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Conditional Likelihood (CL) Normalize over all possible configurations of non-evidence variables Iterate over all MLN clauses with at least one grounding containing query variables Non-evidence variables Evidence variables

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Derivative of log CL 1 st term: # true groundings (involving query variables) of formula in DB 2 nd term: inference required, as before (slow!)

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Derivative of log CL Approximate the expected count by MAP count MAP state

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Approximating the Expected Count Use Voted Perceptron Algorithm [Collins, 2002] Approximate the expected count by count for the most likely state (MAP) state Used successfully for linear chain Markov networks MAP state found using Viterbi

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Voted Perceptron Algorithm Initialize w i =0 For t=1 to T Find the MAP configuration according to current set of weights. w i,t = * (training count – MAP count) w i = w i,t /T (Avoids over-fitting)

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Generalizing Voted Perceptron Finding the MAP configuration NP hard for the general case. Can be reduced to a weighted satisfiability (MaxSAT) problem. Given a SAT formula in clausal form e.g. (x 1 V x 3 V x 5 ) … (x 5 V x 7 V x 50 ) with clause i having weight of w i Find the assignment maximizing the sum of weights of satisfied clauses.

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MaxWalkSAT [Kautz, Selman & Jiang 97] Assumes clauses with positive weights Mixes greedy search with random walks Start with some configuration of variables. Randomly pick an unsatisfied clause. With probability p, flip the literal in the clause which gives maximum gain. With probability 1-p flip a random literal in the clause. Repeat for a pre-decided number of flips, storing the best seen configuration.

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Handling the Negative Weights MLN allows formulas with negative weights. A formula with weight w can be replaced by its negation with weight –w in the ground Markov network. (x 1 x 3 x 5 ) [w] => (x 1 x 3 x 5 ) [-w] => ( x 1 x 3 x 5 ) [-w] ( x 1 x 3 x 5 ) [-w] => x 1, x 3, x 5 [ -w/3]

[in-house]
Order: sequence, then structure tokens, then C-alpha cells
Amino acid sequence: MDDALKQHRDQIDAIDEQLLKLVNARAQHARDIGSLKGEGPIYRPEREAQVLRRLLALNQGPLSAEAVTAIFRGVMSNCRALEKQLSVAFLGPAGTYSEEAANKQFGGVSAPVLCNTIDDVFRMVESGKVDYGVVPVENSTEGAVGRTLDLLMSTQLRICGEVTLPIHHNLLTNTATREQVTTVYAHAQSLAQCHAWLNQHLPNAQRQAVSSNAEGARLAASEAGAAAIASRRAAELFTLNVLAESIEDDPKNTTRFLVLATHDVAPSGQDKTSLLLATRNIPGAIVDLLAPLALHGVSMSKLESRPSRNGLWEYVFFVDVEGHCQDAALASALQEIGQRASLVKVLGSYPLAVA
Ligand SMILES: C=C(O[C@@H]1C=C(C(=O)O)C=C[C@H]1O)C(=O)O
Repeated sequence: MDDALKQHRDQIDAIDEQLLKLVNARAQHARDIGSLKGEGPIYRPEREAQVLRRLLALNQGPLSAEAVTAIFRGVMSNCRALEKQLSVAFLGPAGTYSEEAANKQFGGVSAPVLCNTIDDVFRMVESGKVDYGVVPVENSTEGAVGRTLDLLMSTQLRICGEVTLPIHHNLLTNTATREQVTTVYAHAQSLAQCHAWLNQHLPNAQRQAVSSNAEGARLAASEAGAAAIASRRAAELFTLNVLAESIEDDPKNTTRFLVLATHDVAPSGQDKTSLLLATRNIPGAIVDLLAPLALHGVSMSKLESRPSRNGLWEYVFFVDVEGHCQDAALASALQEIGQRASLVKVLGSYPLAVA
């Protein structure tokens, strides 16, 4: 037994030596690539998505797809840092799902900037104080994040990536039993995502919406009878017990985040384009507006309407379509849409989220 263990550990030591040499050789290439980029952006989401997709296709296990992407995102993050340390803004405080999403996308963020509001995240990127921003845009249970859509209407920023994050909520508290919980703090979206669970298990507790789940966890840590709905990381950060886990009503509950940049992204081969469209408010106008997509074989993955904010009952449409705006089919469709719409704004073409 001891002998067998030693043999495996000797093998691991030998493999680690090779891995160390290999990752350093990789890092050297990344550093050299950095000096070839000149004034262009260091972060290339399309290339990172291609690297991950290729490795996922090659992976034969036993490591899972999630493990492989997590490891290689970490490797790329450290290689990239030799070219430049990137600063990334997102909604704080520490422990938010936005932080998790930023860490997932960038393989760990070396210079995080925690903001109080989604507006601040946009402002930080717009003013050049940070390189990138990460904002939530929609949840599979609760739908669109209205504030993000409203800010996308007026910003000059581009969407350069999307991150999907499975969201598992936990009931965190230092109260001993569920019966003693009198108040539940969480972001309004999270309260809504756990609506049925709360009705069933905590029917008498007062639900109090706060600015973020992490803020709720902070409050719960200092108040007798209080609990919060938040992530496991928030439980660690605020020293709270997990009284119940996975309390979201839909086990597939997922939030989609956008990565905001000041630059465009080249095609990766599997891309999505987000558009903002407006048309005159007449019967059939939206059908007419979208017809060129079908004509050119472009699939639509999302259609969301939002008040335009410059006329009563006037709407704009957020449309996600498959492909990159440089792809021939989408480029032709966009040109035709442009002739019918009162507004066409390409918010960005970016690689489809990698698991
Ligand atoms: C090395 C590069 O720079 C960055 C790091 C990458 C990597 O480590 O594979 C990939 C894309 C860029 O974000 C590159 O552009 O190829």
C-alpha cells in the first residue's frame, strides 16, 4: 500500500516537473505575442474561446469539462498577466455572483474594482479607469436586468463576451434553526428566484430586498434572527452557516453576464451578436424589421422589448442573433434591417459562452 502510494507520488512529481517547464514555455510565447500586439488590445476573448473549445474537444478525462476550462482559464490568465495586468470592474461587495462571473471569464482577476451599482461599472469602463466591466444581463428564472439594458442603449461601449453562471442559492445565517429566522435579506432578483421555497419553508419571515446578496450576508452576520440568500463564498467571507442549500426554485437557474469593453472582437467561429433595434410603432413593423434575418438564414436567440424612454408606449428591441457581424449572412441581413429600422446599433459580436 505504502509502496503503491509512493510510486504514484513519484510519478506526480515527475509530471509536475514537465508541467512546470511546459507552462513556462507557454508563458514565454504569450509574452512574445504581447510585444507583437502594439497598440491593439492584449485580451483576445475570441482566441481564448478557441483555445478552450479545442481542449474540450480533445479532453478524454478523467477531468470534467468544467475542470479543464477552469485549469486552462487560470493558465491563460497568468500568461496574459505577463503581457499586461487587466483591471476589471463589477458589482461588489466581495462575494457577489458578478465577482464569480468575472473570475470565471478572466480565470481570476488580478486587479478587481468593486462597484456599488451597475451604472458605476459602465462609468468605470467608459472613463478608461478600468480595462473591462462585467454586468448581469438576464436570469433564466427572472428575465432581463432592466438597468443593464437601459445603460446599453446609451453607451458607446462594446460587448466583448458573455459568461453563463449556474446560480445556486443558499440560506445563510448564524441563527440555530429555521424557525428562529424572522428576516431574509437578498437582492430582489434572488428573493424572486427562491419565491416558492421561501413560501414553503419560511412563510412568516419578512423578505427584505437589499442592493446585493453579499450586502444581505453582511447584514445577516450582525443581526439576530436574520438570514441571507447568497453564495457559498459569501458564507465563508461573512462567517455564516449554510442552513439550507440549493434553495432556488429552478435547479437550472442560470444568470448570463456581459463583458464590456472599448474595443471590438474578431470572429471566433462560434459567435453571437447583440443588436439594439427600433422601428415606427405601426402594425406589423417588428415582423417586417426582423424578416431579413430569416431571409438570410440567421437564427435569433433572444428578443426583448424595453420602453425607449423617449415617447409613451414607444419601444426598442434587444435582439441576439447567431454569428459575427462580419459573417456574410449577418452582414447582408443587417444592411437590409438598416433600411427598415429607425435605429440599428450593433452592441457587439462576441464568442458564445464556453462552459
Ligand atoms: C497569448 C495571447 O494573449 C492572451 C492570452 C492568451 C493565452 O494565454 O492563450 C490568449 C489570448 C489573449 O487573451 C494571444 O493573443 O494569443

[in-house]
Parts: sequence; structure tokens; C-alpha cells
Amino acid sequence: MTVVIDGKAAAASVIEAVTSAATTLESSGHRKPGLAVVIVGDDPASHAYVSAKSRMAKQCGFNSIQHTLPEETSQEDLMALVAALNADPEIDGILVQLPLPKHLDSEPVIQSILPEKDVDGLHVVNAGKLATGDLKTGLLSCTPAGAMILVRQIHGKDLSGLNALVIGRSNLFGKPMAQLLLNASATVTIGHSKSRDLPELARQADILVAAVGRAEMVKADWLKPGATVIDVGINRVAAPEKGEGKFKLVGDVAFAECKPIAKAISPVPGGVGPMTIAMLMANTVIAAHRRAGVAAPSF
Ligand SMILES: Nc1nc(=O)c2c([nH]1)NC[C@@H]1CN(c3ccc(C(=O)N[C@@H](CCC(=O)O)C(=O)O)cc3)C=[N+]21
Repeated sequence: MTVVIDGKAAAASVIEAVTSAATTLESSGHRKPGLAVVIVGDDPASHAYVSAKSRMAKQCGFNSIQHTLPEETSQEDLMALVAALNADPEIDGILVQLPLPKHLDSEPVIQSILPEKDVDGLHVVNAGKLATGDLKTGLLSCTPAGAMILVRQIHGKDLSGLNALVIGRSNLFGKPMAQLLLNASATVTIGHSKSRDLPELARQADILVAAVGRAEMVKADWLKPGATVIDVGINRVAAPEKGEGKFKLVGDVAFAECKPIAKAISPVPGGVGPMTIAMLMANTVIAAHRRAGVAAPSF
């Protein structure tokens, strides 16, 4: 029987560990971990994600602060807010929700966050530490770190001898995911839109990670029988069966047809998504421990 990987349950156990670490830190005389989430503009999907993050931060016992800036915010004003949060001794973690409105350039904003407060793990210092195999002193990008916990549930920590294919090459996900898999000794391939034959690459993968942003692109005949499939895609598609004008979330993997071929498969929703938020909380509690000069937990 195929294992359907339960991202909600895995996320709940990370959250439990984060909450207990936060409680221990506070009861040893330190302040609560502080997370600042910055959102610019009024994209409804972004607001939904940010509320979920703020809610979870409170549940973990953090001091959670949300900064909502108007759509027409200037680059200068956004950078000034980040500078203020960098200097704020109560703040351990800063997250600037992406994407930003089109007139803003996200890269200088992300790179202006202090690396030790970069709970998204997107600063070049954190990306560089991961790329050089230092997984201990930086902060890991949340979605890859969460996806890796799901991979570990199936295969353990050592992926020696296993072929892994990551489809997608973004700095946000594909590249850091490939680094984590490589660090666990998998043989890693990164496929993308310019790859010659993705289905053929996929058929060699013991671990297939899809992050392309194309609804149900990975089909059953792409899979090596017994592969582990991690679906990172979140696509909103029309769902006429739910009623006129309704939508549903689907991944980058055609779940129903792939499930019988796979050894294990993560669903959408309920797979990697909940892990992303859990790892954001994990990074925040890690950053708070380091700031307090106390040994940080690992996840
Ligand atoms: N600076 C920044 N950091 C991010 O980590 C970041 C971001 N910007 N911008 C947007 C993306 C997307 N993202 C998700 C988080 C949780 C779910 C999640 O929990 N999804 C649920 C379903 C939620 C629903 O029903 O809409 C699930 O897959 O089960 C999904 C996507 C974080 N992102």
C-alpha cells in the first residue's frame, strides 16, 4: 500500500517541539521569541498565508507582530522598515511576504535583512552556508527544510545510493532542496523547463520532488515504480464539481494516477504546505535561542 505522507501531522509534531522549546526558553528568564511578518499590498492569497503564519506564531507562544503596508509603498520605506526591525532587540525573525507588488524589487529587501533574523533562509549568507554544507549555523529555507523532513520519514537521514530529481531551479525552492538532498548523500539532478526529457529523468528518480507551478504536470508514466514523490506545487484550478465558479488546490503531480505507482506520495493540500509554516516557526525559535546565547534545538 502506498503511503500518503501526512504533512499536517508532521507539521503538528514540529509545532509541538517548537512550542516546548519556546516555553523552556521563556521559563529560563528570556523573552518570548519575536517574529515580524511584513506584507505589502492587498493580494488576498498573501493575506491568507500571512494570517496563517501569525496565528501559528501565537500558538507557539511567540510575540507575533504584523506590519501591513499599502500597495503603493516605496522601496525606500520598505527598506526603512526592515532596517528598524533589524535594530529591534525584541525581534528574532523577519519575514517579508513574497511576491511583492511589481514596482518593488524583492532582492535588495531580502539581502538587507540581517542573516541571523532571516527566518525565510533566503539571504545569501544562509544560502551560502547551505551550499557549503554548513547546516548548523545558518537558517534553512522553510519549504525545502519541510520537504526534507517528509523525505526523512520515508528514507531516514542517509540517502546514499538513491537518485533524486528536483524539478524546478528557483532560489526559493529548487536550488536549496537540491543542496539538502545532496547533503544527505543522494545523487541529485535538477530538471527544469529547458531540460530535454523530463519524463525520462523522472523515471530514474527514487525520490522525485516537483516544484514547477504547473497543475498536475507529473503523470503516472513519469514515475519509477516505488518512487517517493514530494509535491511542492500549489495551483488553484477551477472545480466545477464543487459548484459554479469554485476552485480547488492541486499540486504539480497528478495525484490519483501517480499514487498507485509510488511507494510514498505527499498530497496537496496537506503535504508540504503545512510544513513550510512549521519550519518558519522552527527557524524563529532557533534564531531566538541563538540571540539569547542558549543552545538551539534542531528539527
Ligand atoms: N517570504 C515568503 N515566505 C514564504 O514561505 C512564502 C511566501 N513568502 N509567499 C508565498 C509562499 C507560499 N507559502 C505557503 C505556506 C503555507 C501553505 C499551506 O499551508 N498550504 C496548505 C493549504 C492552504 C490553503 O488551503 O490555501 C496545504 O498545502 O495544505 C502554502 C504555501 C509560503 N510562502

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Weight Initialization and Learning Rate Weights initialized using log odds of each clause being true in the data. Determining the learning rate – use a validation set. Learning rate 1/#(ground predicates)

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Outline Motivation Review of MLNs Discriminative Training Experiments Link Prediction Object Identification Conclusion and Future Work

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Outline Motivation Review of MLNs Discriminative Training Experiments Link Prediction Link Prediction Object Identification Conclusion and Future Work

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Link Prediction UW-CSE database Used by Richardson & Domingos [2004] Database of people/courses/publications at UW-CSE 22 Predicates e.g. Student(P), Professor(P), AdvisedBy(P1,P2) 1158 constants divided into 10 types 4,055,575 ground atoms 3212 true ground atoms 94 hand coded rules stating various regularities Student(P) => !Professor(P) Predict AdvisedBy in the absence of information about the predicates Professor and Student

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Systems Compared MLN(VP) MLN(ML) MLN(PL) KB CL NB BN

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Results on Link Prediction

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Outline Motivation Review of MLNs Discriminative Training Experiments Link Prediction Object Identification Object Identification Conclusion and Future Work

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Object Identification Given a database of various records referring to objects in the real world Each record represented by a set of attribute values Want to find out which of the records refer to the same object Example: A paper may have more than one reference in a bibliography database